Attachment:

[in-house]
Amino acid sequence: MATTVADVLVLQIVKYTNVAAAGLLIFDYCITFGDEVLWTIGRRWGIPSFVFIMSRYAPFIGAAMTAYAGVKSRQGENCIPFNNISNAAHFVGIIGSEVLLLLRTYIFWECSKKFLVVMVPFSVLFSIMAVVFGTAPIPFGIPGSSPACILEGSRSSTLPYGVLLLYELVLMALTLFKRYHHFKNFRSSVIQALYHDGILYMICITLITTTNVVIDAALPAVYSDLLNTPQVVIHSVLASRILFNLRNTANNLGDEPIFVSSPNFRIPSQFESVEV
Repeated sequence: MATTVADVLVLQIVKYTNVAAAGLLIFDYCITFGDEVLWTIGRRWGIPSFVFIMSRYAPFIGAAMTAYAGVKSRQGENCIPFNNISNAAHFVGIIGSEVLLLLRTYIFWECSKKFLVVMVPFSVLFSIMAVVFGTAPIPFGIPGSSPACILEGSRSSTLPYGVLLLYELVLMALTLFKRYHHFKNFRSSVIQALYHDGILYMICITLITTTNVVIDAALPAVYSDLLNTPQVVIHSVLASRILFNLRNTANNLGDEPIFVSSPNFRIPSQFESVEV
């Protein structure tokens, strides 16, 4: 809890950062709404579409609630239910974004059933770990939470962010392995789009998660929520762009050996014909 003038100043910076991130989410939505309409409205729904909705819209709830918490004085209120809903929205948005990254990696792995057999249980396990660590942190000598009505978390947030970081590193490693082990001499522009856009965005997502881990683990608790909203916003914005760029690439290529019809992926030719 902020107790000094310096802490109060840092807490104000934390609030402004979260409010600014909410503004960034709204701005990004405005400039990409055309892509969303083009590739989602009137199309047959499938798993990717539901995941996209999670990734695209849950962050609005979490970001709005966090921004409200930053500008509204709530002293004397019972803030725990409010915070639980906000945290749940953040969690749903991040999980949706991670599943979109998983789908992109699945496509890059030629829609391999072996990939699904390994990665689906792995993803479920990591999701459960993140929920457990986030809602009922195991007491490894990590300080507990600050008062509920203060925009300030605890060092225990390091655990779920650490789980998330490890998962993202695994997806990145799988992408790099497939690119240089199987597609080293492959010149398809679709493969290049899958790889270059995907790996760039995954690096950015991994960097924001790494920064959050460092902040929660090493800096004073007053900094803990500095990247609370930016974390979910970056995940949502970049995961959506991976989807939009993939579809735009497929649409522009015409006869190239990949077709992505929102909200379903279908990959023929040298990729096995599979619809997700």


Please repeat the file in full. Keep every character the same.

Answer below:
[in-house]
Amino acid sequence: MATTVADVLVLQIVKYTNVAAAGLLIFDYCITFGDEVLWTIGRRWGIPSFVFIMSRYAPFIGAAMTAYAGVKSRQGENCIPFNNISNAAHFVGIIGSEVLLLLRTYIFWECSKKFLVVMVPFSVLFSIMAVVFGTAPIPFGIPGSSPACILEGSRSSTLPYGVLLLYELVLMALTLFKRYHHFKNFRSSVIQALYHDGILYMICITLITTTNVVIDAALPAVYSDLLNTPQVVIHSVLASRILFNLRNTANNLGDEPIFVSSPNFRIPSQFESVEV
Repeated sequence: MATTVADVLVLQIVKYTNVAAAGLLIFDYCITFGDEVLWTIGRRWGIPSFVFIMSRYAPFIGAAMTAYAGVKSRQGENCIPFNNISNAAHFVGIIGSEVLLLLRTYIFWECSKKFLVVMVPFSVLFSIMAVVFGTAPIPFGIPGSSPACILEGSRSSTLPYGVLLLYELVLMALTLFKRYHHFKNFRSSVIQALYHDGILYMICITLITTTNVVIDAALPAVYSDLLNTPQVVIHSVLASRILFNLRNTANNLGDEPIFVSSPNFRIPSQFESVEV
């Protein structure tokens, strides 16, 4: 809890950062709404579409609630239910974004059933770990939470962010392995789009998660929520762009050996014909 003038100043910076991130989410939505309409409205729904909705819209709830918490004085209120809903929205948005990254990696792995057999249980396990660590942190000598009505978390947030970081590193490693082990001499522009856009965005997502881990683990608790909203916003914005760029690439290529019809992926030719 902020107790000094310096802490109060840092807490104000934390609030402004979260409010600014909410503004960034709204701005990004405005400039990409055309892509969303083009590739989602009137199309047959499938798993990717539901995941996209999670990734695209849950962050609005979490970001709005966090921004409200930053500008509204709530002293004397019972803030725990409010915070639980906000945290749940953040969690749903991040999980949706991670599943979109998983789908992109699945496509890059030629829609391999072996990939699904390994990665689906792995993803479920990591999701459960993140929920457990986030809602009922195991007491490894990590300080507990600050008062509920203060925009300030605890060092225990390091655990779920650490789980998330490890998962993202695994997806990145799988992408790099497939690119240089199987597609080293492959010149398809679709493969290049899958790889270059995907790996760039995954690096950015991994960097924001790494920064959050460092902040929660090493800096004073007053900094803990500095990247609370930016974390979910970056995940949502970049995961959506991976989807939009993939579809735009497929649409522009015409006869190239990949077709992505929102909200379903279908990959023929040298990729096995599979619809997700």